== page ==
Police warn lawyers not to let mob's crimes pay

POLICE have made Scotland’s ‘mafia’ lawyers an offer they can’t refuse: stop handling your clients’ dirty money and we won’t send you to jail.

Detectives say a small number of Scottish lawyers are too close to the gangsters they regularly defend in court and are effectively helping them launder the proceeds of crime.

Officers last night warned that any lawyer who refused to pass on what they knew about the financial affairs of criminal clients would be prosecuted and could face up to 14 years in jail.

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Police have also warned that action will be taken against members of any profession which turns a blind eye to criminals spending their money, including accountants, estate agents and car dealers. The move is part of a major crackdown on the proceeds of crime heralded by a new law which comes into force at the end of March. It will make it much easier for police to seize the assets of convicted criminals.

But a senior officer, who asked not to be named, says the police will not stop at gangsters. The new law requires lawyers to alert police if they suspect they are being asked to handle the proceeds of crime.

The source says: "There are certain solicitors used by the criminal fraternity. They obviously think they are immune to prosecution, but this new legislation will change that.

"We can force these people to let us know who’s spending what and what they are buying. If we get to know and he hasn’t told us, then he’s facing a criminal charge."

The officer added: "Criminals have to go through certain individuals to buy property and those individuals have a responsibility to let us know they are using them to launder their money."

Lawyers have already been jailed in Scotland after crossing the line. In 1997, solicitor James McIntyre was given three years for having guns at his Linlithgow home which he was reportedly holding for a crime family.

But leading defence lawyers were last night scathing about the threat. Joe Beltrami, one of Scotland’s most respected criminal lawyers, says he doubts the existence of anything like mafia lawyers in Scotland.

"I don’t think lawyers would be so stupid to sacrifice their career for what you are speaking about and I certainly hope I’m right."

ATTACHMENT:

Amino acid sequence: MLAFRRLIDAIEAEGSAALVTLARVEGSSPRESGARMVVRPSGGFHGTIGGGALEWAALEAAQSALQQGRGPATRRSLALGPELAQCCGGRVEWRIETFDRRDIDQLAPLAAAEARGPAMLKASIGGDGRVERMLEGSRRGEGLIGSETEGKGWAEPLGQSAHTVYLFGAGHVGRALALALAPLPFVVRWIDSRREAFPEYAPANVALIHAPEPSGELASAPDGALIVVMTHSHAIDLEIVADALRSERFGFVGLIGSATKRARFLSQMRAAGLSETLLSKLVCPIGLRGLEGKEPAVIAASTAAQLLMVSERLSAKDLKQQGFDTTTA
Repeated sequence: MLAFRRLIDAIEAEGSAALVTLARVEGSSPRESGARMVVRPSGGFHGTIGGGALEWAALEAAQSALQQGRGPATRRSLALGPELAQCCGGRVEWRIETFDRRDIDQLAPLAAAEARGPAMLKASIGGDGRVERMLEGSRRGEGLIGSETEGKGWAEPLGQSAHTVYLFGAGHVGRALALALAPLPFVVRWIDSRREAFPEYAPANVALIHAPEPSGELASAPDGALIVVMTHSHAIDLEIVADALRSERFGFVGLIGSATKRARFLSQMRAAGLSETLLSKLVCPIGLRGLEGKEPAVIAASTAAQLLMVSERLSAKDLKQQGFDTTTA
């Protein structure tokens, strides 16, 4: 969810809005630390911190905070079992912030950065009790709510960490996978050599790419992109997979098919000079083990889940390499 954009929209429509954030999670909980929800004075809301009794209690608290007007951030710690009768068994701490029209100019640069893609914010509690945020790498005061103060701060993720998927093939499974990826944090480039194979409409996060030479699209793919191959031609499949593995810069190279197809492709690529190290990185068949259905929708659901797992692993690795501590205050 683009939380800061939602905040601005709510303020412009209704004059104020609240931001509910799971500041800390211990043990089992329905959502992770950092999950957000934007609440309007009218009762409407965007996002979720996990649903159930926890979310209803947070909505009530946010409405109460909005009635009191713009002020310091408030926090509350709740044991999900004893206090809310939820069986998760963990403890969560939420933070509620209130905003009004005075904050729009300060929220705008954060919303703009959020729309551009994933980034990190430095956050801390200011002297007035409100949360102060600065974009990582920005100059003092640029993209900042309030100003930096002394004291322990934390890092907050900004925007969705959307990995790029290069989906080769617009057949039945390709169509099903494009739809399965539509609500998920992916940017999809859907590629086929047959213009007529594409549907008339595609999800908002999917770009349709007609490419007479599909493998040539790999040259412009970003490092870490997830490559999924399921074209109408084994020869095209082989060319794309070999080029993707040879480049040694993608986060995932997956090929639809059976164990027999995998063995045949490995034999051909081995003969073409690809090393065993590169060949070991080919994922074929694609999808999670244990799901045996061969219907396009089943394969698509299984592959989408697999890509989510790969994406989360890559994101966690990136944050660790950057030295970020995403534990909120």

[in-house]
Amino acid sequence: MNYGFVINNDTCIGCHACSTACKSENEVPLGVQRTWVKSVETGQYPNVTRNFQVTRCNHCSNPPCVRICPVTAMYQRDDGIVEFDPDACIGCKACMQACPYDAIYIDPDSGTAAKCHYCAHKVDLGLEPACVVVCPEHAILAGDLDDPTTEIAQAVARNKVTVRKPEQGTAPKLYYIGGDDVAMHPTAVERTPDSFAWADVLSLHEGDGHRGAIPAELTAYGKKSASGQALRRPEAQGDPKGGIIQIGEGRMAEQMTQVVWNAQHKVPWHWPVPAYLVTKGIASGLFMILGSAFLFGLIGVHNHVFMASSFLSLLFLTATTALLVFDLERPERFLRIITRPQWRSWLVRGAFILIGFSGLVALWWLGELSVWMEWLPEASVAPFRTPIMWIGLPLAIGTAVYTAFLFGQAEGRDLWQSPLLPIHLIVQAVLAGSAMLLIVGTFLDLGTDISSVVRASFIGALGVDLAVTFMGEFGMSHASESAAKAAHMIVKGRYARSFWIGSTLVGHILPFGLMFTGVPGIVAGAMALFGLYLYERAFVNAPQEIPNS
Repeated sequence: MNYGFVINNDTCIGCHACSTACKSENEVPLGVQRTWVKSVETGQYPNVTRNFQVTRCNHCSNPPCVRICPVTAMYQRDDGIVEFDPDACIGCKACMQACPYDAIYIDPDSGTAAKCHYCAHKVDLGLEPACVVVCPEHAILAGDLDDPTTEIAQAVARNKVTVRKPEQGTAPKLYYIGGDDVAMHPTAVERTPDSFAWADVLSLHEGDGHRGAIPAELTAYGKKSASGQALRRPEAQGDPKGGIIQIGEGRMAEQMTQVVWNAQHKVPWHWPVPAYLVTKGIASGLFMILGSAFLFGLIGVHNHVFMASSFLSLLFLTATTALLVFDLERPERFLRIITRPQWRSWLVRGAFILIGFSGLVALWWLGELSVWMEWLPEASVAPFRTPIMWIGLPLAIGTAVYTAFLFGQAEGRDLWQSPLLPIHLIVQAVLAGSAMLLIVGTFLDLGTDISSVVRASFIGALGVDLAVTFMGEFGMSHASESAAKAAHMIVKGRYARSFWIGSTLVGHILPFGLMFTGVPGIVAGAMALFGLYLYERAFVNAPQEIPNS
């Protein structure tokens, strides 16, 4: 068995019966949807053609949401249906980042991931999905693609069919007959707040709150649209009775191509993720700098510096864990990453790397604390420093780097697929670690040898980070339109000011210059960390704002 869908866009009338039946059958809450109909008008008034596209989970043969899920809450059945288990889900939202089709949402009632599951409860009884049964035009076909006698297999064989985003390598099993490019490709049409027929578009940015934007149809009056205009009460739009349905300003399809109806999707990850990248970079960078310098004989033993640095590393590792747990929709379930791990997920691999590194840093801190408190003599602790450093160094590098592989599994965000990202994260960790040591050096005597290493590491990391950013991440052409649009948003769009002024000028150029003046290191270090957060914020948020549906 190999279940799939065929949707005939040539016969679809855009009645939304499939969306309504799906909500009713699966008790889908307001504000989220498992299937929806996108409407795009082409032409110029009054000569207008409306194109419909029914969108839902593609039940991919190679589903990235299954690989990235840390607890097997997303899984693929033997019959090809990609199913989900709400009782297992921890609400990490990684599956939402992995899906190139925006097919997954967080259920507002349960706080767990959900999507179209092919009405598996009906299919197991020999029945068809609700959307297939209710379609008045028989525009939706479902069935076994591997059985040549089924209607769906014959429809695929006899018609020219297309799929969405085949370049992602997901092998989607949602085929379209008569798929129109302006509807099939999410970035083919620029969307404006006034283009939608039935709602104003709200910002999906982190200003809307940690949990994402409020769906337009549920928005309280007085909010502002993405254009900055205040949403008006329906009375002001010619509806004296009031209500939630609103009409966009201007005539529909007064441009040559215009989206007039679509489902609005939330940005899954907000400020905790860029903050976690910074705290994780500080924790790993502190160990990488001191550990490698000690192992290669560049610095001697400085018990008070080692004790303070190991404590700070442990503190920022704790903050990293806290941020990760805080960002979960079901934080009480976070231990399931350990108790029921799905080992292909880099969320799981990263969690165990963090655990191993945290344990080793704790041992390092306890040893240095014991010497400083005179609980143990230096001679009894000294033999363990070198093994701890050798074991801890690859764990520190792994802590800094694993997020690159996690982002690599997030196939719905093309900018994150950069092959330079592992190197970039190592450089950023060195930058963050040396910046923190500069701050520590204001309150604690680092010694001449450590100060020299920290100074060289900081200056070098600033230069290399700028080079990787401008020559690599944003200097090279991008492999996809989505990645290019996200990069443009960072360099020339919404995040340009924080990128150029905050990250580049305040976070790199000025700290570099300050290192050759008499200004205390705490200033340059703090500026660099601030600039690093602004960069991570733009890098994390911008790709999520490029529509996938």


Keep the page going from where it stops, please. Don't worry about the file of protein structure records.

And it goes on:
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John Scott, a prominent defence lawyer who is also chairman of the Scottish Human Rights Centre’s executive committee, suggests some police "may be watching too much Sopranos".

Scott says police already have sufficient powers to deal with "bent solicitors".

He adds: "If there is a solicitor who has crossed the line and has behaved inappropriately, he should be struck off and possibly jailed."

And he warns that the Proceeds of Crime Act gives far too much power to the police and is open to abuse.

"If they don’t like what I’m saying about them, they could target me. My job is to defend people accused of crimes. It’s easy for them to say they have received an anonymous phone call and come into my office and take my money off me."

Last year, Scottish courts seized 2m from convicted criminals. The new law is expected to cause that amount to rocket.

Police will have extra powers to confiscate cash, bank accounts, bonds, cars, homes and other property belonging to criminals. It also allows detectives to require banks and other financial institutions to investigate suspicious accounts.

A new unit at the Crown Office is being launched tomorrow by the Justice Minister, Jim Wallace, to take civil court action against criminals even when there is not enough proof to get a criminal prosecution. A civil court, where cases are settled on "the balance of probabilities" rather than "beyond reasonable doubt" could order the seizure of assets deemed to be the product of crime.

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Under part of the act which came into force in December, officers can seize cash sums of more than 10,000 if they merely suspect it is connected to a crime. The owner of the money then has to convince a sheriff the money is legitimate.

Detective Chief Inspector David Marsh, of Strathclyde Police, says: " Apart from obvious criminals, we will also be looking very closely at those people who act on their behalf within the financial sector.

"Criminals will find it difficult to hide assets abroad. It’s simply no longer viable. We will know where their money is going, what they are buying and how their money is being laundered."

Detective Chief Inspector Peter Ritchie, of Lothian and Borders Police, says his force is already planning an operation against a specific criminal target which will "attack their assets".

"This is one of the most radical pieces of legislation for our type of work on organised crime in my service and I’ve been a detective for 25 years.

"There are people who historically we would really have liked to take on, but they were so far removed, we couldn’t get near them.

"This is changing and there is now the opportunity to do that without any shadow of a doubt."


THE wealth accumulated by Scottish criminals has soared in the past 25 years thanks mainly to the lucrative drugs trade. The country’s ‘Mr Bigs’ are thought to have amassed fortunes of several million pounds each, while even second league crooks can save hundreds of thousands of pounds, according to the police.

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In the Irish Republic, laws to target criminals’ finances were introduced in 1996 and seizures went from virtually zero to more than 6m a year. The authorities there have also been able to recover vast sums in unpaid tax.